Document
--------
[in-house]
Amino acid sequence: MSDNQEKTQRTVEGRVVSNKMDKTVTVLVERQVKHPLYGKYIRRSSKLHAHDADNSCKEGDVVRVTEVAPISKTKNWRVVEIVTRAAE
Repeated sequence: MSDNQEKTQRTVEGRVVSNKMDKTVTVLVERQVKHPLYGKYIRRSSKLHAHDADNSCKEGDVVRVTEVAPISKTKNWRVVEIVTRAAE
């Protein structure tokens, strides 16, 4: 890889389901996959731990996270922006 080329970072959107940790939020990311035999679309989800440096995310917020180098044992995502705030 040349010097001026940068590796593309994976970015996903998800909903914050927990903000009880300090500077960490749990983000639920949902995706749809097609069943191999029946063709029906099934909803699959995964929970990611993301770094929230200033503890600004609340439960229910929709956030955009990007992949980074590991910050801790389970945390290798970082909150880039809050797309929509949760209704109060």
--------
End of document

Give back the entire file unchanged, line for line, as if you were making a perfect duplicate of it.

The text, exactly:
[in-house]
Amino acid sequence: MSDNQEKTQRTVEGRVVSNKMDKTVTVLVERQVKHPLYGKYIRRSSKLHAHDADNSCKEGDVVRVTEVAPISKTKNWRVVEIVTRAAE
Repeated sequence: MSDNQEKTQRTVEGRVVSNKMDKTVTVLVERQVKHPLYGKYIRRSSKLHAHDADNSCKEGDVVRVTEVAPISKTKNWRVVEIVTRAAE
């Protein structure tokens, strides 16, 4: 890889389901996959731990996270922006 080329970072959107940790939020990311035999679309989800440096995310917020180098044992995502705030 040349010097001026940068590796593309994976970015996903998800909903914050927990903000009880300090500077960490749990983000639920949902995706749809097609069943191999029946063709029906099934909803699959995964929970990611993301770094929230200033503890600004609340439960229910929709956030955009990007992949980074590991910050801790389970945390290798970082909150880039809050797309929509949760209704109060």